Boston Dynamics’ Atlas – the world’s most advanced robot – learns some new tricks. The company finally gave Atlas some proper hands, and in Boston Dynamics latest youtube videoAtlas tries to do some actual work. Another was also released Behind the scenes video View some of the works included in the Atlas system. And when things don’t go well, we see some amazing robot strikes in its efforts to develop humanoid robots.
As a robot, Atlas focused mostly on movement, starting with walking in a lab, then walking over every kind of unstable terrain imaginable, and then doing some Parkour tricks are sick. With that said, the action is all about the legs, and the upper half mostly feels like an afterthought, with the arms only used to swing for balance. Atlas did not have it previously hands –Last time we saw her, there were only two incomplete ball grips at the end of her arms.
This newer iteration of the robot has the two actual grippers. They’re simple clip-on hands with one movable wrist and finger, but that’s good enough to pick things up. The goal of this video is to move objects of “inertial significance”—not just light squares, but objects so heavy that they could unbalance Atlas. This includes things like a large plank, a bag full of tools, and a 10-pound barbell. Atlas learns all about those “equal and opposite forces” in the world.
Like everything in robotics, picking up and carrying an object is more complicated than it looks. Atlas has to figure out its place in the world in relation to the object it’s picking up, and come up with a plan for grasping the hands, lifting and manipulating the object, all while calculating how this extra mass will affect its balance. As Boston Dynamics software engineer Robin Deits explains in the video, “When we try to manipulate something like a plank, we just have to make educated guesses about where the plank is, how fast it’s moving, how we need to move the arms to make the plank rotate 180 degrees so quickly, and if we get it wrong These estimates, we’ll end up doing silly things and falling over.”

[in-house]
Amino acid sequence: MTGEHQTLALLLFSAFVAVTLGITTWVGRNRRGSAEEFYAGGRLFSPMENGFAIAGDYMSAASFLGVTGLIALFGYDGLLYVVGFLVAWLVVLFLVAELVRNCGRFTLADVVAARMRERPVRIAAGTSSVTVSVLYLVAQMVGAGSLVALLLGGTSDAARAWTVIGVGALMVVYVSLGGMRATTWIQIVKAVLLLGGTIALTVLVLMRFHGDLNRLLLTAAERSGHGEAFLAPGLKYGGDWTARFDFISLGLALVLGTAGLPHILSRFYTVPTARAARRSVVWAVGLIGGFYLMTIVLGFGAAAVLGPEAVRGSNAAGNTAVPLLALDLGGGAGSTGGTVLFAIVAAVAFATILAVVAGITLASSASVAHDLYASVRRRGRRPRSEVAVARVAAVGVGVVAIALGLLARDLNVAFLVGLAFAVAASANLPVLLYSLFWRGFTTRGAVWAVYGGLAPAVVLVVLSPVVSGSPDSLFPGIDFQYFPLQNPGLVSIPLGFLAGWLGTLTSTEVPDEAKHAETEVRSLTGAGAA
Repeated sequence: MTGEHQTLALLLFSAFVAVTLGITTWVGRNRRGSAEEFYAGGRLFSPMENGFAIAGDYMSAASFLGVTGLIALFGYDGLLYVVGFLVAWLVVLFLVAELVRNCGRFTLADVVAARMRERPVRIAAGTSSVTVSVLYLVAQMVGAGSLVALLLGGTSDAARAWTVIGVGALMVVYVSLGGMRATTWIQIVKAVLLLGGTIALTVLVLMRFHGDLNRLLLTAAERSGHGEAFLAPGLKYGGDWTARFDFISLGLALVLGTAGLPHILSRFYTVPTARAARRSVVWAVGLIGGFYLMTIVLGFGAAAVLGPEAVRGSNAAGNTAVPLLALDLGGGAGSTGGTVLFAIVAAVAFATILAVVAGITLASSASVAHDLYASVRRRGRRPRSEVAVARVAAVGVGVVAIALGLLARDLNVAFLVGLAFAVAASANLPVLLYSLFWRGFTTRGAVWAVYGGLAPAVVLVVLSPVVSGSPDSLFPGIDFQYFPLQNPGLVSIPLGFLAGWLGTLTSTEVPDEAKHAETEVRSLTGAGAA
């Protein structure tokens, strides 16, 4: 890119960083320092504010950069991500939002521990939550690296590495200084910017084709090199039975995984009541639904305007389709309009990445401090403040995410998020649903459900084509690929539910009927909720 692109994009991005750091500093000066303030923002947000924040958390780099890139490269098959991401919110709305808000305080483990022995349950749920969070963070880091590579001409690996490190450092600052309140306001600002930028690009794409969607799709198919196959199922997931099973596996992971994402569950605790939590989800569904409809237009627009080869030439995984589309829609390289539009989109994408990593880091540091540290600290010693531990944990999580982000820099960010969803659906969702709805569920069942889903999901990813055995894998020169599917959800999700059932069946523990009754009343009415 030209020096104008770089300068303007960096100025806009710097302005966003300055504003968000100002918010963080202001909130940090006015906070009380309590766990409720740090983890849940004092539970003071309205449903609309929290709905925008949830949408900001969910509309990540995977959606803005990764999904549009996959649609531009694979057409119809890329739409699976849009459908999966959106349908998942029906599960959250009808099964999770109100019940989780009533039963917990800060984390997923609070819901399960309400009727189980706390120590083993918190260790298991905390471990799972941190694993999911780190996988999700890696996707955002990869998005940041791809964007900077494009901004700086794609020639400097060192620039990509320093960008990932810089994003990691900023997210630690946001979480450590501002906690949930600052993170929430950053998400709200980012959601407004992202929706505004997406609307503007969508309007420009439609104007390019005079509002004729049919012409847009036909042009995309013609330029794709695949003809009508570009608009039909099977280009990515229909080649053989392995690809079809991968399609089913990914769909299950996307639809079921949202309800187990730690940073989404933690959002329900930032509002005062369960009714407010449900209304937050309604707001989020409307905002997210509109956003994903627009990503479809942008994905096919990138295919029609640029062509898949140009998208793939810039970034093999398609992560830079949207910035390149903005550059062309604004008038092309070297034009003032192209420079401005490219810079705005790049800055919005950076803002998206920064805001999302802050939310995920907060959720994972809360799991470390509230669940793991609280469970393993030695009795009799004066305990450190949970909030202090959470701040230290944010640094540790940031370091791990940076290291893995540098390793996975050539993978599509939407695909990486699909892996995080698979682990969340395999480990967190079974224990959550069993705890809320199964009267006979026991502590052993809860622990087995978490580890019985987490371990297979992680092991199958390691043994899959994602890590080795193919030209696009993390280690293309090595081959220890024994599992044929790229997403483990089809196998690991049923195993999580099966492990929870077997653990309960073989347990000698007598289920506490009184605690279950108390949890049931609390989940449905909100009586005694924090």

But Atlas isn’t just about picking things up and carrying them clumsily. He runs, jumps and spins while carrying heavy objects. At one point it jumps throws The heavy toolbox of her construction partner, all without losing balance. She does all this on rickety scaffolding and also improvised wooden walkways, so the ground is constantly moving under Atlas’ feet with every step. Picking up objects is the beginning of teaching a robot to do actual work, and it seems right at home on a rough construction site. A simple claw clutch means that Atlas crushes everything it picks up, with things like a plank showing visible damage as hands dug into it. Perhaps the next set of experiments will teach Atlas to be less than a giant gorilla.
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